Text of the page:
The Sky This Week for January 4 to 13

By | Published: January 4, 2019
The Milky Way glows brightly behind an abandoned house in Rossway, Nova Scotia. As a bit of a bonus, a faint greenish aurora glows to the left of the Milky Way.

Barry Burgess
Friday, January 4

Although people in the Northern Hemisphere experienced the shortest day of the year two weeks ago (at the winter solstice December 21), the Sun has continued to rise slightly later with each passing day. That trend stops this morning for those at 40° north latitude. Tomorrow’s sunrise will arrive at the same time as today’s, but the Sun will come up two seconds earlier Sunday morning. This turnover point depends on latitude. If you live farther north, the switch occurred a few days ago; closer to the equator, the change won’t happen until later in January.

Saturday, January 5

New Moon occurs at 8:28 p.m. EST. At its New phase, the Moon crosses the sky with the Sun and so remains hidden in our star’s glare. At least, it typically does. But if you live in the right area, you can watch the Moon pass in front of the Sun and cause a partial solar eclipse. Observers in southwestern Alaska, Japan, and eastern Asia can see the Moon partially eclipse the Sun. Maximum eclipse occurs in eastern Siberia, where our satellite covers 71 percent of the Sun’s disk. Remember that when viewing the Sun during a partial eclipse, protect your eyes by using a safe solar filter.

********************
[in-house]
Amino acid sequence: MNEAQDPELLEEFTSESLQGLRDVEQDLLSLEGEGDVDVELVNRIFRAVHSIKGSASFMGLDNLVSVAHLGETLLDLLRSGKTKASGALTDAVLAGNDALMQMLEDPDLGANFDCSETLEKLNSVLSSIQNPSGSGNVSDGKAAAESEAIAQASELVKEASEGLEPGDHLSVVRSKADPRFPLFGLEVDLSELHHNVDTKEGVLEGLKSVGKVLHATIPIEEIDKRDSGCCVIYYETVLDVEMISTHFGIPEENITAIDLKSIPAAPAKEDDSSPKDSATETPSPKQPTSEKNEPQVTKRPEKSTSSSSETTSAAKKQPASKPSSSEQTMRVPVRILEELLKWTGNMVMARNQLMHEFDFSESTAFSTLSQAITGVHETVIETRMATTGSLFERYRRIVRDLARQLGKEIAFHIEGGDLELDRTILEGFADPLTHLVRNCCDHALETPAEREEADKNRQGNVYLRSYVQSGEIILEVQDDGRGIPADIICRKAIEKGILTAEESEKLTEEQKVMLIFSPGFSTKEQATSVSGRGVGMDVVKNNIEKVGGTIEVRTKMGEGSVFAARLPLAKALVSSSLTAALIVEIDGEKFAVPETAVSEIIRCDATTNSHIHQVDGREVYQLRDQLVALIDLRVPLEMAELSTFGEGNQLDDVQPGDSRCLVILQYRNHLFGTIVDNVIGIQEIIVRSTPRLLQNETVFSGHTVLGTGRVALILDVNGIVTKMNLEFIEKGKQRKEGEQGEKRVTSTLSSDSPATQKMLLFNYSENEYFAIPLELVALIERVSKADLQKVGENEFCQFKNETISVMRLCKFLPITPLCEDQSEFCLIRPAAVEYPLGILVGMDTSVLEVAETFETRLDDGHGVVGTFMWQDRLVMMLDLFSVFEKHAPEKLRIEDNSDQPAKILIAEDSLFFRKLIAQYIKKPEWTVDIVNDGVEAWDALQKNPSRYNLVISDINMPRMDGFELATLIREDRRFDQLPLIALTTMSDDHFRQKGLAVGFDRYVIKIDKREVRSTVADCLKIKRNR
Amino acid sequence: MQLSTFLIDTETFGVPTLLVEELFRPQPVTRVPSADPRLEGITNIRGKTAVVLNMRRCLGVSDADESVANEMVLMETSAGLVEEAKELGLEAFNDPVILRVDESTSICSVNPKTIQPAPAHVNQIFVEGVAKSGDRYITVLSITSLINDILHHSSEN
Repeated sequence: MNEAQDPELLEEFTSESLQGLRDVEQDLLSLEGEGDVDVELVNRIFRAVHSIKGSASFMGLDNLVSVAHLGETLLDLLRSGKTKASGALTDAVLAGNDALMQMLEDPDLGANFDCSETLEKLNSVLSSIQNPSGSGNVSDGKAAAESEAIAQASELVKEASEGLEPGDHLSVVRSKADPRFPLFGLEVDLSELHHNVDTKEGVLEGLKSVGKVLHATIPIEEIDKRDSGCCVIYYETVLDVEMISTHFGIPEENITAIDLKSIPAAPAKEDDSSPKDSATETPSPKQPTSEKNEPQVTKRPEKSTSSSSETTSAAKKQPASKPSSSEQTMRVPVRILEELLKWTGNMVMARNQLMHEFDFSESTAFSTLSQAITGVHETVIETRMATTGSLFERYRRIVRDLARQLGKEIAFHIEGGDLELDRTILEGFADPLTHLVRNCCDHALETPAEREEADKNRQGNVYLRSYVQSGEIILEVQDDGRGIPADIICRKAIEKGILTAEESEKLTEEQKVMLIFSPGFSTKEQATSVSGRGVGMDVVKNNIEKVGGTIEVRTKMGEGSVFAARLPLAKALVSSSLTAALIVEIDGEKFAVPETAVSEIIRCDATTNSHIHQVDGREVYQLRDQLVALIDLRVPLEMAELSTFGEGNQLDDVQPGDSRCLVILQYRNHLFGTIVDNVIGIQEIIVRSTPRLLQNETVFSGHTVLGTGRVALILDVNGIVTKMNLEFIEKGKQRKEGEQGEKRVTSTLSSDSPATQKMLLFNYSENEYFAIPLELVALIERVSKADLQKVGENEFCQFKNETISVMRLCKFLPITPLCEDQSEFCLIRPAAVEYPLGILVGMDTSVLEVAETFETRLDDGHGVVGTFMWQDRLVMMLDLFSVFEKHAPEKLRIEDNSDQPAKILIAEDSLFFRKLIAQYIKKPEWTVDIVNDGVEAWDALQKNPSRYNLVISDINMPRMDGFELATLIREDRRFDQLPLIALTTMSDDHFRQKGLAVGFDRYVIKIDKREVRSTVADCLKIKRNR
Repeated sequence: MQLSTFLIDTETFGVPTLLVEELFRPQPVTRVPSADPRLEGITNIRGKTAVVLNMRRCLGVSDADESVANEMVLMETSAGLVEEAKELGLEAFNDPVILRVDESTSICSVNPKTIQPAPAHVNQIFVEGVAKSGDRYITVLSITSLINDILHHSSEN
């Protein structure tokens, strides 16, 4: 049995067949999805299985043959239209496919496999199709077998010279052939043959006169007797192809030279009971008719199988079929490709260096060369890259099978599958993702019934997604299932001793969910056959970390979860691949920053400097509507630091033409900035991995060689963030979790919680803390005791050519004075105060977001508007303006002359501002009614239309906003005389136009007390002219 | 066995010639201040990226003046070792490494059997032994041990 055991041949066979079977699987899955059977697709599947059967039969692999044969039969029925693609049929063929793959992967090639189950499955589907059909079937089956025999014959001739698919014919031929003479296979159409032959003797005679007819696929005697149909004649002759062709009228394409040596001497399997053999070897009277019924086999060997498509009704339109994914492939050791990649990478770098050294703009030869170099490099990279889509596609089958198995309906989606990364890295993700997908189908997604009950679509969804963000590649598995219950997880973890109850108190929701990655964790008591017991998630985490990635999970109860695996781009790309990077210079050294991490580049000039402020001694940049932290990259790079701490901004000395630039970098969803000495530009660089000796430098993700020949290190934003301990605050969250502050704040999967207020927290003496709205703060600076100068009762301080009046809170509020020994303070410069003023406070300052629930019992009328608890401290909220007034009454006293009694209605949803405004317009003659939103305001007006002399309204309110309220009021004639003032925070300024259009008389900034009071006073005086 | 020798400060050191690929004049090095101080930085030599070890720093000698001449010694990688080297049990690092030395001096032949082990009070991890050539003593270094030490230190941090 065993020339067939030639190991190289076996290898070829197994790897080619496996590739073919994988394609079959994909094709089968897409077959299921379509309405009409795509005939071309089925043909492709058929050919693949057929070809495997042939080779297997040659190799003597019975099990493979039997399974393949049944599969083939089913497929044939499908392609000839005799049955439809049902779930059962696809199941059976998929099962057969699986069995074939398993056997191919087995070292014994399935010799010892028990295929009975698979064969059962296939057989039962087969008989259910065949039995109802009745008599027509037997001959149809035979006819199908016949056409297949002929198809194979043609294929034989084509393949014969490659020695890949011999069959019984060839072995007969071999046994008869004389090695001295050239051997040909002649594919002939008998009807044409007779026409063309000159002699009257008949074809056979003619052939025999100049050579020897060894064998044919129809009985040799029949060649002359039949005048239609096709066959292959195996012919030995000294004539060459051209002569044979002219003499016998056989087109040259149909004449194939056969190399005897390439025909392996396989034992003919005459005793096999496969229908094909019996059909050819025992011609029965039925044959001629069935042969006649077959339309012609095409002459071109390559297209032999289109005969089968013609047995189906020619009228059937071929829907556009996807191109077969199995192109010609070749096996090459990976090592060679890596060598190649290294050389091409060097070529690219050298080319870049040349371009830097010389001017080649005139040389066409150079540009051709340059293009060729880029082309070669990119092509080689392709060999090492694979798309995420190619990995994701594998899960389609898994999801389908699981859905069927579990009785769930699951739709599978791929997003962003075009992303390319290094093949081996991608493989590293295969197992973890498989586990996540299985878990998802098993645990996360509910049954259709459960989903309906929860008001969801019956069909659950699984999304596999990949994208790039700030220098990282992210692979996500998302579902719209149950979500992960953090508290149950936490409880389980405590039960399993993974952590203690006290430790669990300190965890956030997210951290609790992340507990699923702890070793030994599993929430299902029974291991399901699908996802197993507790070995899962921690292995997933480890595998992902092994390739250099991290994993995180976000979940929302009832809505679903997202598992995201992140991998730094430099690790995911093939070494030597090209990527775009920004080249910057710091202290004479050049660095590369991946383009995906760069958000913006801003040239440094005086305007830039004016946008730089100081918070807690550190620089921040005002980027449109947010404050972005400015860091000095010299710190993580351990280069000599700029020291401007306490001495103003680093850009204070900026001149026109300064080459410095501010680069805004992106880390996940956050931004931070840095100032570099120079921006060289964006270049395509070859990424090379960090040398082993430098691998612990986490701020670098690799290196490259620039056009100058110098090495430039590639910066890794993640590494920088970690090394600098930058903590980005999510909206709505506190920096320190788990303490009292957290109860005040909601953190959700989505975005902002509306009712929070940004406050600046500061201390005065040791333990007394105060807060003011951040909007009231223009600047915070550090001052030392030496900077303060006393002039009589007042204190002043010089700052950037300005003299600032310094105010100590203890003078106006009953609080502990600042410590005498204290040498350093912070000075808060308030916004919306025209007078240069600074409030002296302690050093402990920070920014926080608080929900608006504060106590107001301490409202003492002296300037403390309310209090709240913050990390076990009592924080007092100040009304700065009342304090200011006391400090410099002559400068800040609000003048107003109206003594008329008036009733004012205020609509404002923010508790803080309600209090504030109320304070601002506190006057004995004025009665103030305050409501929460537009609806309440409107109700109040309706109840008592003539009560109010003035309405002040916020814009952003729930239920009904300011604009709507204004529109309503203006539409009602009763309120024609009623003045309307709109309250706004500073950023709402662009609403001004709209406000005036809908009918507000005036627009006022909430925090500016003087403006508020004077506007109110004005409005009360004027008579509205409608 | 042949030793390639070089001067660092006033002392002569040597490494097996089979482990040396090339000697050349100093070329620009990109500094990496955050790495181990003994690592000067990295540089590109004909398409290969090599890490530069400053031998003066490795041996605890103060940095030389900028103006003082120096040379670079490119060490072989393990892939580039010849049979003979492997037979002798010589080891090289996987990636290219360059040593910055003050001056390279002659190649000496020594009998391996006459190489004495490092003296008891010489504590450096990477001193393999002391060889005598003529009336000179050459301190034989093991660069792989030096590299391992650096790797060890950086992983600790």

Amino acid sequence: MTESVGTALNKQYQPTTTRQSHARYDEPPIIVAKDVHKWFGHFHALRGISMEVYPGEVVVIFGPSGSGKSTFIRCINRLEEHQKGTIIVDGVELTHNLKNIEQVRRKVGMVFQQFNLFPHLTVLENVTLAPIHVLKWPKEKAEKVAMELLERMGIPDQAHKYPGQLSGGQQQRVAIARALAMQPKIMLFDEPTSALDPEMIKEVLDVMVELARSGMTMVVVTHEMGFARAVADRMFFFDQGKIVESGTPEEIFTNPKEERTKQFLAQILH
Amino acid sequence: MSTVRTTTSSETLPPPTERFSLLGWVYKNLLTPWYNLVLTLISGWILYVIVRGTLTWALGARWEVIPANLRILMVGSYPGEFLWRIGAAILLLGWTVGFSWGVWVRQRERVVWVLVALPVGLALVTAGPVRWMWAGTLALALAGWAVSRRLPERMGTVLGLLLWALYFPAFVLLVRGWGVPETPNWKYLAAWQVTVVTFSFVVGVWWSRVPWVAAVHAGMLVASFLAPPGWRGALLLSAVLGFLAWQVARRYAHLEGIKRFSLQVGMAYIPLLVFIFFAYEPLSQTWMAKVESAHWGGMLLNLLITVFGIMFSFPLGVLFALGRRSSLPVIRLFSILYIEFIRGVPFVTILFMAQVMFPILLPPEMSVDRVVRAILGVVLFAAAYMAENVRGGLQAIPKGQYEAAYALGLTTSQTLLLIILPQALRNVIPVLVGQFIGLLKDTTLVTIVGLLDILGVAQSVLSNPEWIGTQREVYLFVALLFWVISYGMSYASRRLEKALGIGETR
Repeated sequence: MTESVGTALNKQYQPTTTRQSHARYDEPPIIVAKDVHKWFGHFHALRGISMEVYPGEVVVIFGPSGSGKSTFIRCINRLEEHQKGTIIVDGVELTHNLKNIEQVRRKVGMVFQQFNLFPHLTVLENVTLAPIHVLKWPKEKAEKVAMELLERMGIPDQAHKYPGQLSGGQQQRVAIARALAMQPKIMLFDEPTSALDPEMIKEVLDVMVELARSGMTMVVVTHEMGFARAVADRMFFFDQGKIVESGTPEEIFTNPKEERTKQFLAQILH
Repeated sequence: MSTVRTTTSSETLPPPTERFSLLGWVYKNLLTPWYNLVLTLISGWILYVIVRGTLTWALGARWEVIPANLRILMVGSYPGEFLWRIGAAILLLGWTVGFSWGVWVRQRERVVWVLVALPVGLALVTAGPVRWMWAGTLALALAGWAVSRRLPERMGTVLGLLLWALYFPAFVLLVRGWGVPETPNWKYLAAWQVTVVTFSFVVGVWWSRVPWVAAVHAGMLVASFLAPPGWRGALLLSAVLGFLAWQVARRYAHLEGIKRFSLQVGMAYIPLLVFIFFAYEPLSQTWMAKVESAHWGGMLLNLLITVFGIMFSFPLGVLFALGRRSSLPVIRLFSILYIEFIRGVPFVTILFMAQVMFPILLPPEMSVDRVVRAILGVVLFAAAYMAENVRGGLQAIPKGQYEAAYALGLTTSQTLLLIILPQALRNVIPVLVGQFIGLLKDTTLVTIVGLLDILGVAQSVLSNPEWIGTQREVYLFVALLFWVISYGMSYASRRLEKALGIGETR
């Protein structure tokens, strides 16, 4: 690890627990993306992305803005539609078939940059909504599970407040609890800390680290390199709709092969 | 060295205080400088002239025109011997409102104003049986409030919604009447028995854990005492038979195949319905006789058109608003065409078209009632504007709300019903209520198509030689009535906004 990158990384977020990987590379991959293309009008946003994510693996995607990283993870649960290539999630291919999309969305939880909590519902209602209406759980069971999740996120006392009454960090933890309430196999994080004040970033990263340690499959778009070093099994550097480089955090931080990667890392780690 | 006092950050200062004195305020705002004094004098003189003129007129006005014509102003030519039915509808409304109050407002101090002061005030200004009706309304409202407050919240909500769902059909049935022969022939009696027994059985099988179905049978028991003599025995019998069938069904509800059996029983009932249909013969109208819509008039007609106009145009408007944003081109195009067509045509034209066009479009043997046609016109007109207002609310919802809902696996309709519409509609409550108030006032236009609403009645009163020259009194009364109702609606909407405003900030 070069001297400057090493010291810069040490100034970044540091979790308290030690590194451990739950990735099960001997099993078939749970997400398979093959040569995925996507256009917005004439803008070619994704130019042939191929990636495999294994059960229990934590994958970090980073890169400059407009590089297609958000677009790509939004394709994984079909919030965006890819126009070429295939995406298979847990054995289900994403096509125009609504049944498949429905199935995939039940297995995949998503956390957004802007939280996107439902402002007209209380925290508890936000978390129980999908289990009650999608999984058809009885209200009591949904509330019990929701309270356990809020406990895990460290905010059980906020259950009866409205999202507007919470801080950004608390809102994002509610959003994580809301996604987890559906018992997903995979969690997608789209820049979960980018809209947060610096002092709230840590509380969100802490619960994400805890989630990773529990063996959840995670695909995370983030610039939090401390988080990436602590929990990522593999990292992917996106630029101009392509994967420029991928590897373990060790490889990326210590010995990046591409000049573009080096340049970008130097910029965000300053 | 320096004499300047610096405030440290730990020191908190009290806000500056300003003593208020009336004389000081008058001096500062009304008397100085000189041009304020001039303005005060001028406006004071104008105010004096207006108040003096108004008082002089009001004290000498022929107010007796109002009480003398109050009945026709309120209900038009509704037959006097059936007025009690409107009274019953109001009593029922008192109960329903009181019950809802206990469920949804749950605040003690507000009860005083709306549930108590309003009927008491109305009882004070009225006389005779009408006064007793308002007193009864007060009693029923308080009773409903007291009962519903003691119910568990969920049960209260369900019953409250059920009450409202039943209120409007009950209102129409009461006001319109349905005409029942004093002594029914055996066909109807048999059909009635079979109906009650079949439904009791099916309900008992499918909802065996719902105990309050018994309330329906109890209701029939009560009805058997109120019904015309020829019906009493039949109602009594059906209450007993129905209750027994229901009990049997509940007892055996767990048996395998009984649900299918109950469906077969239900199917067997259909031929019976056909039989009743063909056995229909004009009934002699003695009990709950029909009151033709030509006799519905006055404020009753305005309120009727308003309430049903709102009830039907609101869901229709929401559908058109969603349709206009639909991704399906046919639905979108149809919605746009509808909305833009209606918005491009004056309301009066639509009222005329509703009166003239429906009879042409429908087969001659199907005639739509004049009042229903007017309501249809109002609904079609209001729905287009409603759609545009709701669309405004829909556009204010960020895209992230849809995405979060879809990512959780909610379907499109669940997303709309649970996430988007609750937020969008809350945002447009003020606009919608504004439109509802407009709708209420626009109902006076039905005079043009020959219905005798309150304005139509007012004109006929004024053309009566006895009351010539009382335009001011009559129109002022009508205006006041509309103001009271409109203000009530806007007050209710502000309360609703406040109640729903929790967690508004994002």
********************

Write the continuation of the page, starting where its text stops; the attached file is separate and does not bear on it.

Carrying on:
Sunday, January 6

Venus appears brilliant in the southeast before dawn. It reached greatest elongation late yesterday evening, when it was 47° west of the Sun, so it stands highest in this morning’s sky. The inner world shines at magnitude –4.6, more than 10 times brighter than the second-brightest planet, Jupiter. Venus rises nearly four hours before the Sun and stands 20° high in the southeast when twilight begins. The planet lies among the background stars of Libra, but it will move into Scorpius this coming week. If you point a telescope at Venus, you’ll see a disk that spans 25″ and appears halflit.

Neptune never looked better than when the Voyager 2 spacecraft zoomed by it in 1989 and took this image. You can pick up traces of the planet’s color even through a small telescope.

Monday, January 7